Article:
- Entitlement and access to public health care services
- Medical treatment: consent and withdrawal
- Advance Directives
- Taking care of a mentally incapacitated person: Guardianship or Committee
- Enduring Power of Attorney
- Elder abuse
- Medical negligence
- Medical insurance
- Care by residential care homes for elderly persons
Entitlement and access to public health care services
Waiver of public health care expenses
Recipients of Comprehensive Social Security Assistance (“CSSA”) do not have to pay for public health care.
To be eligible for CSSA, an applicant must satisfy the residence requirement and the relevant financial tests. The applicant must have been a Hong Kong resident for at least one year. Any applicant who became a Hong Kong resident before 1 January 2004 is exempt from the residence requirement, but must pass both the income and asset tests set by the Social Welfare Department. For more details about CSSA, please refer to “Social Welfare for the Elderly”.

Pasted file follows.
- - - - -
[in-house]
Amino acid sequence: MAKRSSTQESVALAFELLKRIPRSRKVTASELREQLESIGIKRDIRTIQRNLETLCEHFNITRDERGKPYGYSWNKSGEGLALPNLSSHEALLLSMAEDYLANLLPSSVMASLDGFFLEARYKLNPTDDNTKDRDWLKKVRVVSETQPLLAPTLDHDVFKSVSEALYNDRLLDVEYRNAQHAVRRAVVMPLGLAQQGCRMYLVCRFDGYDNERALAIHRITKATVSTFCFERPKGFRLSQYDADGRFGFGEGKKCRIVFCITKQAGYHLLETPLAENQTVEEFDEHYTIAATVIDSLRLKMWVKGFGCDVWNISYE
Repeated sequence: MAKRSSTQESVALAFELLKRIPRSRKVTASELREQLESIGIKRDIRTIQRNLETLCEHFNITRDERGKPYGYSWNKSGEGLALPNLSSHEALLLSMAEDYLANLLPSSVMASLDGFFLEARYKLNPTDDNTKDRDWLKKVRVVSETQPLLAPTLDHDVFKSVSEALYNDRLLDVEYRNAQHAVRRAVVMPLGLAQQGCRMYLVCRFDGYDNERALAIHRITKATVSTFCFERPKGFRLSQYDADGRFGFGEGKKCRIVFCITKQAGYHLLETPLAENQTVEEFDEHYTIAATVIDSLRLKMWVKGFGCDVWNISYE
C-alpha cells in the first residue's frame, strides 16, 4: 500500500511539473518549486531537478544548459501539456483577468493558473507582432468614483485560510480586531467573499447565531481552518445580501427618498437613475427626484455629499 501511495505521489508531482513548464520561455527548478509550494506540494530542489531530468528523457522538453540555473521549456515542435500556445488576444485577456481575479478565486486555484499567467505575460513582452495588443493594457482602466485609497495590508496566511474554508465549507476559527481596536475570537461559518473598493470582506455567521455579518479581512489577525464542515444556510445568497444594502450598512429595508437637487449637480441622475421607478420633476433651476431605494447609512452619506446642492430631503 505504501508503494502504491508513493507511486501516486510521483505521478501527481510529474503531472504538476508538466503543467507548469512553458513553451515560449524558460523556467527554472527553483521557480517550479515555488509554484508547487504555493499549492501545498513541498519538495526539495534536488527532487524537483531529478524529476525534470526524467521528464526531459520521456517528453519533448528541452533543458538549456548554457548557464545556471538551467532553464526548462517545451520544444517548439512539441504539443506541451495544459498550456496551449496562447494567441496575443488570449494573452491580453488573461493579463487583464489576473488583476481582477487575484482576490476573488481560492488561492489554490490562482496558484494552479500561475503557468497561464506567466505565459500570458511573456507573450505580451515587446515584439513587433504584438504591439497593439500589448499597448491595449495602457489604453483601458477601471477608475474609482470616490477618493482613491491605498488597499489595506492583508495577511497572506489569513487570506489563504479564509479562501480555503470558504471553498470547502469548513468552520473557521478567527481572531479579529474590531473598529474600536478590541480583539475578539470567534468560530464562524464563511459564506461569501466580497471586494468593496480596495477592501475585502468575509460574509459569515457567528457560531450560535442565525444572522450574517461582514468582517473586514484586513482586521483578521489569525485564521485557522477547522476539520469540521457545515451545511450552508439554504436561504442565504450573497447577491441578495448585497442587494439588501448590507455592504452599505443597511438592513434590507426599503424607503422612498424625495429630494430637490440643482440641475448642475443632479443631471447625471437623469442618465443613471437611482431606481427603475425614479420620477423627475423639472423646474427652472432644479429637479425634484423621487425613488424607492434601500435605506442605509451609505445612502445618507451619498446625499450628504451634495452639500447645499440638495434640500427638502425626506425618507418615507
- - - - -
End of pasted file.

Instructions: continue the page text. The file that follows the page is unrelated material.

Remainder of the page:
Non-CSSA recipients who cannot afford public sector medical expenses can apply for a medical fee waiver at the Medical Social Services Units of public hospitals and clinics, or at the Integrated Family Services Centres or Family and Child Protective Services Units of the Social Welfare Department.
CSSA should not be confused with the SSA, which provides a monthly allowance to Hong Kong residents who are severely disabled or who are 65 years of age or above.
The residence requirements are also different. To be eligible for the SSA, the applicant must have been a Hong Kong resident for at least seven years (persons who became Hong Kong residents before 1 January 2004 are exempt from this residence requirement) and must have resided in Hong Kong continuously for at least one year immediately before the date of application (absence from Hong Kong up to a maximum of 56 days during the one-year period is treated as residence in Hong Kong).
Further, the applicant must continue to reside in Hong Kong to be eligible for the SSA.
Hong Kong senior citizens residing in the Mainland might not be eligible for the SSA (except Guangdong Scheme and Fujian Scheme) if they cannot satisfy the residence requirement.
However, that would not affect their right to access to public health care services in Hong Kong if they are holders of a permanent or non-permanent Hong Kong identity card.
There is no “double benefit” in the sense that recipients of CSSA are not eligible for SSA.